Try skijoring with your dog this winter

  • Blue is a very sweet 3-year-old girl who loves to play with toys, go for walks or just hang out. She has a sweet disposition and loves to receive attention and affection. Blue, who weighs in at 44 pounds, requires a home with a fenced-in yard and would do best as the only dog with no children in the home.

    Blue is a very sweet 3-year-old girl who loves to play with toys, go for walks or just hang out. She has a sweet disposition and loves to receive attention and affection. Blue, who weighs in at 44 pounds, requires a home with a fenced-in yard and would do best as the only dog with no children in the home. Courtesy of The Buddy Foundation

  • Cedar is as sweet as she is cute. This 1-year old loves to go for walks, play with toys, play dress-up and hang out with her favorite people. She knows some commands like sit, has a wonderful disposition and is a very confident dog. Cedar weighs 47 pounds and has tons of energy, so she needs someone who wants to keep up with her.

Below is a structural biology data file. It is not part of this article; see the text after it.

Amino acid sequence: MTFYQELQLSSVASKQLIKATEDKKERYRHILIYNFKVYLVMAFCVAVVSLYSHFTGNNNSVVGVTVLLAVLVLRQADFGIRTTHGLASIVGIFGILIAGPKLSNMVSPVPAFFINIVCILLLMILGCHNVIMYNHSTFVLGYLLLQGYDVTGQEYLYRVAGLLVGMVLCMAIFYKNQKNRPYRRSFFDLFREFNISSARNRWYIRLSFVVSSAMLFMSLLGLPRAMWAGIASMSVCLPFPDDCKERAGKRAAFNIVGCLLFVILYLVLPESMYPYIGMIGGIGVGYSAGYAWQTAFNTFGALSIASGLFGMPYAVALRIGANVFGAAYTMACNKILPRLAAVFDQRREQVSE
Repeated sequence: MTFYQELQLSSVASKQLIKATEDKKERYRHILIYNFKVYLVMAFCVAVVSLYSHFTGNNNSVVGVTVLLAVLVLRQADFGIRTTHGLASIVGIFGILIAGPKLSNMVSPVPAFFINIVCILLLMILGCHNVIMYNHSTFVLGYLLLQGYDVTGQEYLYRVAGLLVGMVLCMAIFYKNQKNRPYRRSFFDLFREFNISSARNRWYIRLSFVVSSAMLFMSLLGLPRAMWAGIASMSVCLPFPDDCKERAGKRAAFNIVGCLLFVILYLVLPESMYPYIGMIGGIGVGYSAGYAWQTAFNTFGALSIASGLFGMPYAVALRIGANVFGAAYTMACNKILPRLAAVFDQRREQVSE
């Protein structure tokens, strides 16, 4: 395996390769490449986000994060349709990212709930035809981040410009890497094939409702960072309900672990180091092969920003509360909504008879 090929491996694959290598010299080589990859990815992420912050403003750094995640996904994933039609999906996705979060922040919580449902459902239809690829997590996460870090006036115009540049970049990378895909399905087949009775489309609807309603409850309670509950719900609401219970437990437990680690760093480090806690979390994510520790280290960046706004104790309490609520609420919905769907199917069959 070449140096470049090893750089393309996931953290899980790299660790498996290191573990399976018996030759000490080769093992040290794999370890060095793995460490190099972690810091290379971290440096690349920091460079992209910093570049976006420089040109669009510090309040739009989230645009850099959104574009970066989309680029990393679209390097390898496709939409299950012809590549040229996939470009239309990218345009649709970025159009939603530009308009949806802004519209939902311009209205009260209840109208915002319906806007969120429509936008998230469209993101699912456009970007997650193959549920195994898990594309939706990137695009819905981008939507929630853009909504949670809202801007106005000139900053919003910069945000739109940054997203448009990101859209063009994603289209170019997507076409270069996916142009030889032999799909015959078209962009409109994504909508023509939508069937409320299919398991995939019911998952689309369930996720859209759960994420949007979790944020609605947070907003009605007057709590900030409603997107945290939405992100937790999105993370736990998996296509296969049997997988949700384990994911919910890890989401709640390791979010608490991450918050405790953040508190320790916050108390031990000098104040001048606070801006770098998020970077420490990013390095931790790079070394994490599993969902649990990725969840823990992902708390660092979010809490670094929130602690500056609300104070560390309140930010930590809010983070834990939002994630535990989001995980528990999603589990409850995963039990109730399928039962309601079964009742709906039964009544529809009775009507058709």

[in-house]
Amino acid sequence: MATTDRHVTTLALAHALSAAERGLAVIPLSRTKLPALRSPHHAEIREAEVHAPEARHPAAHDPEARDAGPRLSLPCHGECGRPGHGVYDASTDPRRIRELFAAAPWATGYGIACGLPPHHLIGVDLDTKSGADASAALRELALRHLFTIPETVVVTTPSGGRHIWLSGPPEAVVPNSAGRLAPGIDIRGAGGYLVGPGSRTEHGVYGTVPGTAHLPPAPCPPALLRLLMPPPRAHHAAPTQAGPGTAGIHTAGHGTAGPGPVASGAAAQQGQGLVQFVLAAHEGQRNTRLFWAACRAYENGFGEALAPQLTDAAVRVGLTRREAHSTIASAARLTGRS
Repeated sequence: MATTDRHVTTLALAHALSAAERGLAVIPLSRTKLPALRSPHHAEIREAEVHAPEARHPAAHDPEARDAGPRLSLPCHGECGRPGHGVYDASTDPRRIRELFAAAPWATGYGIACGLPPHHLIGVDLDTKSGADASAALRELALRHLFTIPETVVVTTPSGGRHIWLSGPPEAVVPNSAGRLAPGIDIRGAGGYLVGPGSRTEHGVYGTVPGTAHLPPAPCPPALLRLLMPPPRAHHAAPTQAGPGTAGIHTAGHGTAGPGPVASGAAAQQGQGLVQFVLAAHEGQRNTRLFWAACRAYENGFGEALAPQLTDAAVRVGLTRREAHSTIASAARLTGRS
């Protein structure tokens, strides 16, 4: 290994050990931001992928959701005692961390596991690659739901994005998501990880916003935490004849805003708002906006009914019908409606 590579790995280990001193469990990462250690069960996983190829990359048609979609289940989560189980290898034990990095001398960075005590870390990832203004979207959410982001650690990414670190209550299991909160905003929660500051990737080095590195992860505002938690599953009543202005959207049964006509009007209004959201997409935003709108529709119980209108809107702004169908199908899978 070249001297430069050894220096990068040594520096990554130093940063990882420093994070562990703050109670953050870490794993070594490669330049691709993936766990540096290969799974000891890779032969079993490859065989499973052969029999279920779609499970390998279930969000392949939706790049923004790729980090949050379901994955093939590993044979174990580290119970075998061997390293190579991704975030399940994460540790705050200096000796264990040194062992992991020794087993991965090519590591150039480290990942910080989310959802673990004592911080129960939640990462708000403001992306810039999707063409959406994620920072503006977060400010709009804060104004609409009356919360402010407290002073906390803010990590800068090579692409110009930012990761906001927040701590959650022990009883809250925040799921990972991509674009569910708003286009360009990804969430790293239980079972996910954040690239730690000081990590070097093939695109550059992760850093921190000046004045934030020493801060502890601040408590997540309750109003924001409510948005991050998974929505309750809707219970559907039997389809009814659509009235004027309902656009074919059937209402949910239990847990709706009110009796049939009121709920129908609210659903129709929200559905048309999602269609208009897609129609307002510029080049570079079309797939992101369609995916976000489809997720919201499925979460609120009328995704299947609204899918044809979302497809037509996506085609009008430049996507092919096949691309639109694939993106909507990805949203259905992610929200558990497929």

Cedar is as sweet as she is cute. This 1-year old loves to go for walks, play with toys, play dress-up and hang out with her favorite people. She knows some commands like sit, has a wonderful disposition and is a very confident dog. Cedar weighs 47 pounds and has tons of energy, so she needs someone who wants to keep up with her. Courtesy of The Buddy Foundation

 
By Ellaine Kiriluk
The Buddy Beat
Posted1/13/2022 11:08 AM

In the summer, our dogs can run, hike, play ball, swim, kayak. We can take them to outside training classes and join them in dog sports. The outside activities we can enjoy with our dogs are numerous. But, it's mid-January now. The outside temperatures are down and wind chill factors are up. It's cold, icy and snowing. It's time for winter dog sports. One of these winter dog sports is skijoring.

According to the AKC, vetstreet.com and doggiesport.com, skijoring is derived from the Norwegian word for "ski driving." It's cross-country skiing with a dog. This sport involves one to two dogs, a pair of skis and a pulling harness. It's also described as a mushing activity, consisting of one or two dogs towing someone while he's skiing behind them.